September 14, 2012

Web-hosting company GoDaddy’s six-hour outage was initially suspected to be the work of hackers, but turned out to be caused by internal factors, leading one of our InformationWeek colleagues to ask, "What's worse for a website hosting company: getting taken down by hackers, or failing to properly configure your network, sparking downtime and lost revenue for customers?" As potential or actual customers of such a company, the GoDaddy incident offers a cautionary tale about how a public cloud environment can create downstream risks for financial services companies — even when the problem is not directly associated with their data.

Jeff Kaplan
Jeff Kaplan, CEO, Breakthrough Technology Group

The Push towards cloud has created an opportunity for many companies to compete globally and to utilize shared resources in an on-demand model, notes Jeff Kaplan, CEO of Breakthrough Technology Group (BTG), a Morganville, N.J.-based managed services provider. In addition, the maturity of virtualization in the server, desktop and application space has established a strong and compelling ROI for companies of all sizes, he adds.

“The case for a private or semi-private cloud seems to be closer to meeting many requirements and yet delivering a similar value and ROI,” comments Kaplan. “A private cloud is one where all the hardware is dedicated to a particular customer; a semi-private cloud is where some components are shared, yet the server farm is dedicated to a particular customer.”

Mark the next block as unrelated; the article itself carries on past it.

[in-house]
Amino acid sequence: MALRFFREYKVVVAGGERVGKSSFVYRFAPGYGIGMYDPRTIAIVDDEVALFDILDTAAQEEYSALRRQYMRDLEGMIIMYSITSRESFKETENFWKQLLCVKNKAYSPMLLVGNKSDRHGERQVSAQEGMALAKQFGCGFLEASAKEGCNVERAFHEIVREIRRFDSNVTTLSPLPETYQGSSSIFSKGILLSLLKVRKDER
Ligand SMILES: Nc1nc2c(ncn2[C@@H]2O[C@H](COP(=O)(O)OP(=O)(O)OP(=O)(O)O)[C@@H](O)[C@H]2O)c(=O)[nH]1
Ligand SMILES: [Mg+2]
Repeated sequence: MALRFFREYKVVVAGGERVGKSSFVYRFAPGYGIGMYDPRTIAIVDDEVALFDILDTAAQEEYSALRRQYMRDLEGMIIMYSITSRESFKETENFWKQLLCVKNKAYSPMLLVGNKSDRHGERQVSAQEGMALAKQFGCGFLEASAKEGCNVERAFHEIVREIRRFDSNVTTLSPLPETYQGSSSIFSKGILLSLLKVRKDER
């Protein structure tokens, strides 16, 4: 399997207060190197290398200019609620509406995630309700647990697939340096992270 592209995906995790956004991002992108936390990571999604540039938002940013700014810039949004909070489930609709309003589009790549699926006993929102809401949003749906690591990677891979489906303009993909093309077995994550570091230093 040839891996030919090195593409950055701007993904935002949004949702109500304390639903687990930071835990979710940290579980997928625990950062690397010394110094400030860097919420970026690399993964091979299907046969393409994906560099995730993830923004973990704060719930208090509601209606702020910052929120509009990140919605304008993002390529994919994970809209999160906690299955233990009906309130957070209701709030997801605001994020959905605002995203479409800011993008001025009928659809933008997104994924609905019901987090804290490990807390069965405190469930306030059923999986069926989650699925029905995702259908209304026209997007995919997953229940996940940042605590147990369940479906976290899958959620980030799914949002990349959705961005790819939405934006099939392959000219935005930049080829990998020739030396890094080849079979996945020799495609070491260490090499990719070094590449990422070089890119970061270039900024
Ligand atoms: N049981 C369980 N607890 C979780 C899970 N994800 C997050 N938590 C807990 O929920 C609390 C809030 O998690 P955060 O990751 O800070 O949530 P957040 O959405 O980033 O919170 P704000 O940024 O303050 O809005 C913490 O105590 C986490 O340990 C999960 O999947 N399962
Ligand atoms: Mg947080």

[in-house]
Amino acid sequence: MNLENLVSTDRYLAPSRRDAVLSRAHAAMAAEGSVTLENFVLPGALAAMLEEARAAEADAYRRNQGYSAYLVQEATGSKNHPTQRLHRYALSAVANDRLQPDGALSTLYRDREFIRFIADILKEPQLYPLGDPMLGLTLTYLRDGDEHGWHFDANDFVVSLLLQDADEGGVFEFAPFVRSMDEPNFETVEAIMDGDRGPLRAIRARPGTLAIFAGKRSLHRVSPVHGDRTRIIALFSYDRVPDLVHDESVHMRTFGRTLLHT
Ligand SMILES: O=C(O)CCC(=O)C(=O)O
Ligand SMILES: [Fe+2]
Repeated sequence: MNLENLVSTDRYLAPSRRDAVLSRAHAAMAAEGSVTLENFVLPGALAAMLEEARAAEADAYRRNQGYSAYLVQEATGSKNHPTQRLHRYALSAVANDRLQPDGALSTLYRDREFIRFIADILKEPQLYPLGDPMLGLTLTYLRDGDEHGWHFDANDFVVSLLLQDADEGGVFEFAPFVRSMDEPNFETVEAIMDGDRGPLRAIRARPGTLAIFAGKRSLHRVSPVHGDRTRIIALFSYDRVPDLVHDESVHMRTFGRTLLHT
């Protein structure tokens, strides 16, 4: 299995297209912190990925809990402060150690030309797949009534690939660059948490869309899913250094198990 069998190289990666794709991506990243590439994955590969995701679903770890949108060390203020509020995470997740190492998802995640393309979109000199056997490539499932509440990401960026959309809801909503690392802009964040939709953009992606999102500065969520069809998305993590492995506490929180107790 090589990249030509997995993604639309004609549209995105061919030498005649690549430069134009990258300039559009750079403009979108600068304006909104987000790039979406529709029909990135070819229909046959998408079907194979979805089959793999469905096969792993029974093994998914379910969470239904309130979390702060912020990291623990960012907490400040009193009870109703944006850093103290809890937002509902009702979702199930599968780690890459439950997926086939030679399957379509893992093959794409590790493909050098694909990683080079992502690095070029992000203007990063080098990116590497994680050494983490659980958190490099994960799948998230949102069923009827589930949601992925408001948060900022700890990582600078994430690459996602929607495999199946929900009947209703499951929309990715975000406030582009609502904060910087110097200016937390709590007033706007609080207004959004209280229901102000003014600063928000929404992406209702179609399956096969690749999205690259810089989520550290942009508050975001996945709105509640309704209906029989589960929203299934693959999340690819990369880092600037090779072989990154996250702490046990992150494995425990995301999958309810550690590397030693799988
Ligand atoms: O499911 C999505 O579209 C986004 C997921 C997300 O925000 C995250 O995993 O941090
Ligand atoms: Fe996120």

Insurance carriers who are able to create flexible models with in-house, private cloud and public cloud solutions will enjoy a competitive advantage over those who can’t, predicts Alfred Goxhaj. However, prudence is the byword in Goxhaj’s recommendations to insurance industry technology officer peers, as expressed in his “An Insurance CIO's Guide to Tapping the Benefits of the Cloud.” He advises:

Alfred Goxhaj
Alfred Goxhaj, Philadelphia Companies
Prudent pragmatism in solution adaption will replace the monolithic, risky-to-implement, slow-to-develop, and difficult-to-change internally hosted solutions. Blending in-house solutions with cloud-based options may be a prudent approach until the cloud becomes truly mainstream and secure and inarguably more economically viable than hosting within the carrier's own environment.

[For more on insurance CIOs' evolving views on the cloud, see4 Critical Questions About the Cloud.]

BTG’s Kaplan reports that many of the firm’s customers are gravitating to the semi-private cloud model to benefit from virtual isolation and a physical, private server environment. He enumerates the benefits of the approach:

- Flexibility to be customized to meet specific customer requirements;

- Cost-effective as some of the parts (server, security and networking layer) are shared yet isolated producing a lower cost model;

- 24 x 7 support;

- Can be combined with server, desktop and application virtualization to deliver optimal performance.

The semi-private approach supports the same benefits that would lead an organization to the public cloud, yet does so in a manner that does not sacrifice the requirements and the customization needed to fit into an organization’s business processes, Kaplan asserts. “For insurance companies, banks, investment houses and other financial institutions, this hybrid model offers a level of protection against the inherent vulnerabilities of using a public cloud model," Kaplan says.

ABOUT THE AUTHOR
Anthony O'Donnell has covered technology in the insurance industry since 2000, when he joined the editorial staff of Insurance & Technology. As an editor and reporter for I&T and the InformationWeek ...